S corp vs C corp: Which is right for you?

Updated August 29, 2023
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Whether you are starting a new company or restructuring a pre-existing one, the decision of how to incorporate your business is not easy. This often-critical choice can be even more difficult when choosing between forming as an S corp or C corp. While they both provide an equal amount of personal asset protection for their owners, the tax, financial, and operational implications are much different. Here are the most important things to think about when making the distinction between these two highly formal business types.

What they have in common

Both of these corporation types require a great deal of paperwork and formal processes to remain in compliance with the rules and regulations placed on them. While an S corp is slightly more lenient with these formalities, both of these structures require a great deal of administrative and organizational work. Annual shareholder, director, and officer meetings are required of both types. Both require formal articles of organization and other documents to be accurately filed upon company formation.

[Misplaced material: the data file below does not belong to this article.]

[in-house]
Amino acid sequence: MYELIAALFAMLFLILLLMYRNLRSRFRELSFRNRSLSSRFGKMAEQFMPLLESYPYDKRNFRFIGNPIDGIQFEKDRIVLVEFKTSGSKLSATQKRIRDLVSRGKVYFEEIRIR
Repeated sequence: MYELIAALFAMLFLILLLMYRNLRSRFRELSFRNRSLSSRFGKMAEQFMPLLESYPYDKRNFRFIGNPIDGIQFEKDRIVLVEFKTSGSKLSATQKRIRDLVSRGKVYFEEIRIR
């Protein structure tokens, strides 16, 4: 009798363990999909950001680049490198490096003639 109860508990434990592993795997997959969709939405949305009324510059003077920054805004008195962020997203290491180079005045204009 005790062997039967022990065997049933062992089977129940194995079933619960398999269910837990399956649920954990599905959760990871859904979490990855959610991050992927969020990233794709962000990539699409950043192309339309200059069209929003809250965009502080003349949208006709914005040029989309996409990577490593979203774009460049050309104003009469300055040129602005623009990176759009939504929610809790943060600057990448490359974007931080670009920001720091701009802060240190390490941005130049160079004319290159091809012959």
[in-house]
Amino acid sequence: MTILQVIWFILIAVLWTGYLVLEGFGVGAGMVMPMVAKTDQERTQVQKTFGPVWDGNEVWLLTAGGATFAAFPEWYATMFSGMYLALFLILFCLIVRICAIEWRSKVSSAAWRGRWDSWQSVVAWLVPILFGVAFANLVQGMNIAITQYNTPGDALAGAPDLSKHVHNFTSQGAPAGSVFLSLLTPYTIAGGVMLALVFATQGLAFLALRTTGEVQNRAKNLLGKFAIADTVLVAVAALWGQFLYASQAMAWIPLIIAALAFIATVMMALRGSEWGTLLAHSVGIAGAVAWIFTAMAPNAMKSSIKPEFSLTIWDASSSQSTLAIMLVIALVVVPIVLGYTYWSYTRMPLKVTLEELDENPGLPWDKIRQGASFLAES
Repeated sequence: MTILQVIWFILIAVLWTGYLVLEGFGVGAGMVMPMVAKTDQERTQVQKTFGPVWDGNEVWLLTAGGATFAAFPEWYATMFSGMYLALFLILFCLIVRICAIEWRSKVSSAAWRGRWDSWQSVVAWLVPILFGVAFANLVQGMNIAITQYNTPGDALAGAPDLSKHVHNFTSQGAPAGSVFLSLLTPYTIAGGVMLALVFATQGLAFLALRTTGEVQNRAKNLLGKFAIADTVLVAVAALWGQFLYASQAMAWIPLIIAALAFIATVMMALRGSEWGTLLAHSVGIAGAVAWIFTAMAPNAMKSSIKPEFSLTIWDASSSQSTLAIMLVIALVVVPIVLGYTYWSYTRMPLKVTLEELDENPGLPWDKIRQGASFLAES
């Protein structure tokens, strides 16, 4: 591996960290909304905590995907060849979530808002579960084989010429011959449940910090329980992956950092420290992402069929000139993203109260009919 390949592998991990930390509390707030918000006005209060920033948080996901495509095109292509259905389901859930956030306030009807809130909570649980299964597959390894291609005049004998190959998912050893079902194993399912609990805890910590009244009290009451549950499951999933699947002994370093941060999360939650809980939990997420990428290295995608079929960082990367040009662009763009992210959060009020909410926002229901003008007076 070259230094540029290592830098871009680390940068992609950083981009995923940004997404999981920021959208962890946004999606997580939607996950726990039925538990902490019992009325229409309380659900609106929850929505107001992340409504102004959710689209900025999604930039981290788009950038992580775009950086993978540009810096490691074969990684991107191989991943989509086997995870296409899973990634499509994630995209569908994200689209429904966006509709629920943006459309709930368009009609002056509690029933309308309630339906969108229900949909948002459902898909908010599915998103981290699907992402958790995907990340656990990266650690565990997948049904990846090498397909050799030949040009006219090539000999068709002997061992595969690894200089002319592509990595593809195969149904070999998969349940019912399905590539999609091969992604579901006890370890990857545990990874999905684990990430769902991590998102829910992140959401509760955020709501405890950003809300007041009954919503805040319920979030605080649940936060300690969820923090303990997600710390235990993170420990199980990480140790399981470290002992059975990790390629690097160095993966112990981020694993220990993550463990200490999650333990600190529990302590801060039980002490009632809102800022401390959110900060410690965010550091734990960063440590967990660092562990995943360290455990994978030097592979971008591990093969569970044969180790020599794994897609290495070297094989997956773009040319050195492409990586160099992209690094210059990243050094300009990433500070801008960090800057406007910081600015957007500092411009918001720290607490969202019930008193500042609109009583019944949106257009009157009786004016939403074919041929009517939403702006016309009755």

As far as mandatory leadership structures are concerned, the requirements are nearly identical: owners must establish and identify a board of directors, and the officers and the owners of the company are listed as shareholders. These shareholders are in charge of electing leaders; this election process must be clearly and accurately documented.

Most importantly, both structures provide personal asset and legal protection for their owners or shareholders. In the event of serious unforeseen circumstances, this protection can be a great asset. Once the filing process is successfully completed, both types of corporations become stand-alone legal entities, completely separate from the individuals that own them.  

The differences

While both of these corporate structures have definite similarities, they also have some very important and notable differences.

The S corp Taxes — S corps are eligible for pass-through taxation, which means that the tax implications of the business are reflected on the personal income of their owners. This is very similar to the way that LLCs are taxed. For many organizations, this is a benefit—owners can avoid being taxed twice (profits taxed first as the business’s income and again as personal income).

Ownership — S corps trade their tax benefits for strict ownership restrictions. They are limited to only 100 owners (or shareholders), and these individuals must all be legal U.S. citizens. Trusts and other subsidiary companies are not eligible to become part of the ownership structure. This can be a serious limitation, depending on the nature of the business and how it plans on generating it is funding or financing.

Filing — In addition to the typical incorporation documents, S corps must file a special consideration form with the IRS, Form 2553.  This can be a relatively complicated and time-sensitive process; it is encouraged that you contact a business filing professional for assistance when taking care of this step.